N2 - OBJECTIVE: To evaluate the effect of antipsychotics on the corrected QT (QTc) interval in youth.METHOD: We searched PubMed (http://www.ncbi.nlm.nih.gov/pubmed) for randomized or open clinical trials of antipsychotics in youth <18 years with QTc data, meta-analyzing the results. Meta-regression analyses evaluated the effect of age, sex, dose, and study duration on QTc. Incidences of study-defined QTc prolongation (>440-470 milliseconds), QTc >500 milliseconds, and QTc change >60 milliseconds were also evaluated.RESULTS: A total of 55 studies were meta-analyzed, evaluating 108 treatment arms covering 9 antipsychotics and including 5,423 patients with QTc data (mean age = 12.8 ± 3.6 years, female = 32.1%). Treatments included aripiprazole: studies = 14; n = 814; haloperidol: studies = 1; n = 15; molindone: studies = 3; n = 125; olanzapine: studies = 5; n = 212; paliperidone: studies = 3; n = 177; pimozide: studies = 1; n = 25; quetiapine: studies = 5; n = 336; risperidone: studies = 23; n = 2,234; ziprasidone: studies = 10, n = 523; and placebo: studies = 19, n = 962. Within group, from baseline to endpoint, aripiprazole significantly decreased the QTc interval (-1.44 milliseconds, CI = -2.63 to -0.26, p = .017), whereas risperidone (+1.68, CI = +0.67 to +2.70, p = .001) and especially ziprasidone (+8.74, CI = +5.19 to +12.30, p < .001) significantly increased QTc. Compared to pooled placebo arms, aripiprazole decreased QTc (p = .007), whereas ziprasidone increased QTc (p < .001). Compared to placebo, none of the investigated antipsychotics caused a significant increase in the incidence of the 3 studied QTc prolongation measures, but there was significant reporting bias.CONCLUSION: Based on these data, the risk of pathological QTc prolongation seems low during treatment with the 9 studied antipsychotics in otherwise healthy youth. Nevertheless, because individual risk factors interact with medication-related QTc effects, both medication and patient factors need to be considered when choosing antipsychotic treatment.

AB - OBJECTIVE: To evaluate the effect of antipsychotics on the corrected QT (QTc) interval in youth.METHOD: We searched PubMed (http://www.ncbi.nlm.nih.gov/pubmed) for randomized or open clinical trials of antipsychotics in youth <18 years with QTc data, meta-analyzing the results. Meta-regression analyses evaluated the effect of age, sex, dose, and study duration on QTc. Incidences of study-defined QTc prolongation (>440-470 milliseconds), QTc >500 milliseconds, and QTc change >60 milliseconds were also evaluated.RESULTS: A total of 55 studies were meta-analyzed, evaluating 108 treatment arms covering 9 antipsychotics and including 5,423 patients with QTc data (mean age = 12.8 ± 3.6 years, female = 32.1%). Treatments included aripiprazole: studies = 14; n = 814; haloperidol: studies = 1; n = 15; molindone: studies = 3; n = 125; olanzapine: studies = 5; n = 212; paliperidone: studies = 3; n = 177; pimozide: studies = 1; n = 25; quetiapine: studies = 5; n = 336; risperidone: studies = 23; n = 2,234; ziprasidone: studies = 10, n = 523; and placebo: studies = 19, n = 962. Within group, from baseline to endpoint, aripiprazole significantly decreased the QTc interval (-1.44 milliseconds, CI = -2.63 to -0.26, p = .017), whereas risperidone (+1.68, CI = +0.67 to +2.70, p = .001) and especially ziprasidone (+8.74, CI = +5.19 to +12.30, p < .001) significantly increased QTc. Compared to pooled placebo arms, aripiprazole decreased QTc (p = .007), whereas ziprasidone increased QTc (p < .001). Compared to placebo, none of the investigated antipsychotics caused a significant increase in the incidence of the 3 studied QTc prolongation measures, but there was significant reporting bias.CONCLUSION: Based on these data, the risk of pathological QTc prolongation seems low during treatment with the 9 studied antipsychotics in otherwise healthy youth. Nevertheless, because individual risk factors interact with medication-related QTc effects, both medication and patient factors need to be considered when choosing antipsychotic treatment.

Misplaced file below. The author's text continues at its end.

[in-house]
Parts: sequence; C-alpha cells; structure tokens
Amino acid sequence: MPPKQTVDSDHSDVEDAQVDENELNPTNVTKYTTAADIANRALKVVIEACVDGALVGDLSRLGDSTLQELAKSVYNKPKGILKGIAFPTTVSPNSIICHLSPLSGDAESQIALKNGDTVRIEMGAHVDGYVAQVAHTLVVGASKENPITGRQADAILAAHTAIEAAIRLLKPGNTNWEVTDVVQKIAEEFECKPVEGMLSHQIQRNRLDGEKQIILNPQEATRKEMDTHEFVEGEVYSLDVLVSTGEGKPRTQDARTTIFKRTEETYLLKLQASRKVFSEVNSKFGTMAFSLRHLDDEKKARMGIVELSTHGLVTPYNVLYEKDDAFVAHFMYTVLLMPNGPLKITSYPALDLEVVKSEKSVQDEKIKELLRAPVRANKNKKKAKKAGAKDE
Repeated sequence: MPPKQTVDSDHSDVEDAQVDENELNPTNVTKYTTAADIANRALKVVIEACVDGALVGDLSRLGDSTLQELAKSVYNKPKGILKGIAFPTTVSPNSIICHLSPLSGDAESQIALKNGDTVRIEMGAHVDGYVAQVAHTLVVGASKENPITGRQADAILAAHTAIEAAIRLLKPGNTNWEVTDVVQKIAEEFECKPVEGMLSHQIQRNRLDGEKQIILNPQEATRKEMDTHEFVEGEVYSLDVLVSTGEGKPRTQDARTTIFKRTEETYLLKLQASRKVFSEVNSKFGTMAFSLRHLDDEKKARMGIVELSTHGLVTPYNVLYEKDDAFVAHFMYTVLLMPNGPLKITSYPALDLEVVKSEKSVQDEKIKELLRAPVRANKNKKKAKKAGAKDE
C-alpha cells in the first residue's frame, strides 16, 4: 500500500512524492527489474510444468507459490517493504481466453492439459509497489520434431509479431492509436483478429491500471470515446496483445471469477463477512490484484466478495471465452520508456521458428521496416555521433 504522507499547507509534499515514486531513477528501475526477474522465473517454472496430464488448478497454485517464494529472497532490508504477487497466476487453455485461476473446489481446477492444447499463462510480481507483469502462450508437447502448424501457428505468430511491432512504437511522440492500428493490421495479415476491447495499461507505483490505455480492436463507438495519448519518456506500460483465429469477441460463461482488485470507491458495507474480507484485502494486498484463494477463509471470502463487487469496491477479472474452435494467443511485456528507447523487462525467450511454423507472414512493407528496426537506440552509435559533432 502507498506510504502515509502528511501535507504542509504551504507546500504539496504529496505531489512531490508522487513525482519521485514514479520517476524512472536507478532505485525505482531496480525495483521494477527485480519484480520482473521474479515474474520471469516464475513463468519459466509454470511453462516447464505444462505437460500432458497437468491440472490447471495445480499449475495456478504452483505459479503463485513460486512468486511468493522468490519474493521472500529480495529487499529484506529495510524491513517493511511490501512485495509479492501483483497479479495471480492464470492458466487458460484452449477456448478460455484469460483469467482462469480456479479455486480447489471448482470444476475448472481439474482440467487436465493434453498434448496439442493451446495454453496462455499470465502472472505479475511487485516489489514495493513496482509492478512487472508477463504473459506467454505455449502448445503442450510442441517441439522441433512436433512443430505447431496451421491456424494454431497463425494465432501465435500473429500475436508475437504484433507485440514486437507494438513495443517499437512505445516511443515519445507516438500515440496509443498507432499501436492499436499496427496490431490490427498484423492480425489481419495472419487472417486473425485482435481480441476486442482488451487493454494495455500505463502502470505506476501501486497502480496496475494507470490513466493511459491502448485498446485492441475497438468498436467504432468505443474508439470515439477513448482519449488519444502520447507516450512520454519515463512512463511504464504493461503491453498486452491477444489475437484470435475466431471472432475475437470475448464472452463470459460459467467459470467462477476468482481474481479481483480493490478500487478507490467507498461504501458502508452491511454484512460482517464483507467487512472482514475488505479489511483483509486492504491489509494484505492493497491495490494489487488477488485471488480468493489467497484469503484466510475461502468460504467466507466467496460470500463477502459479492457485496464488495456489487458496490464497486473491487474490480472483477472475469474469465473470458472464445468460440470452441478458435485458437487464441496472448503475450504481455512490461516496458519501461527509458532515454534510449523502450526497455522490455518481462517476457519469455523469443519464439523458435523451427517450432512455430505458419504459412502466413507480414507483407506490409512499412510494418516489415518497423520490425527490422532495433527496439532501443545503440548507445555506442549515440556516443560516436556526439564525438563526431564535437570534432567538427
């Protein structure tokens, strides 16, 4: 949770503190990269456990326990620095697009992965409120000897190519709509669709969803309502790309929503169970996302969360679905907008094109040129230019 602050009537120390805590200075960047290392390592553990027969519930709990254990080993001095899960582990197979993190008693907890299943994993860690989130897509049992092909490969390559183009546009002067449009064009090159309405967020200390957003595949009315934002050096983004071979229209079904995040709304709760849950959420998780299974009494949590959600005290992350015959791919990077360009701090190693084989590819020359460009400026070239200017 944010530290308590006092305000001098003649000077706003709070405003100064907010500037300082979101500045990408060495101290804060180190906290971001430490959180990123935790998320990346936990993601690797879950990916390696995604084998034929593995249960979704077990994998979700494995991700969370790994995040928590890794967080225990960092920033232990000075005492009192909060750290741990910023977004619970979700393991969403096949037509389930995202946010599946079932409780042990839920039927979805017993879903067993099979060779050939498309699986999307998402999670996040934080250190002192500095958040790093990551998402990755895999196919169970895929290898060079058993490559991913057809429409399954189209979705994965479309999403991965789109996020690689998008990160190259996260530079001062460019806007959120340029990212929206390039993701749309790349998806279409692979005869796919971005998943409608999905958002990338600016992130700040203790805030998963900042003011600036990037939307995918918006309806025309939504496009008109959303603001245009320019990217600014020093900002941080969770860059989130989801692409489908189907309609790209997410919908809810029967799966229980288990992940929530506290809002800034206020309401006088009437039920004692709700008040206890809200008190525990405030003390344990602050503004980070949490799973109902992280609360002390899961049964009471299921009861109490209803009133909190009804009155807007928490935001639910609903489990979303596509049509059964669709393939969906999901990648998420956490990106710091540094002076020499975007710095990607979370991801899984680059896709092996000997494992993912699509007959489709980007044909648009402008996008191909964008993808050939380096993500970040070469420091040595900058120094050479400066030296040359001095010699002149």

U2 - 10.1016/j.jaac.2014.10.002

DO - 10.1016/j.jaac.2014.10.002

M3 - Journal article

C2 - 25524787

VL - 54

SP - 25

EP - 36

JO - Journal of the American Academy of Child and Adolescent Psychiatry

JF - Journal of the American Academy of Child and Adolescent Psychiatry

SN - 0890-8567

IS - 1

ER -

ID: 45789414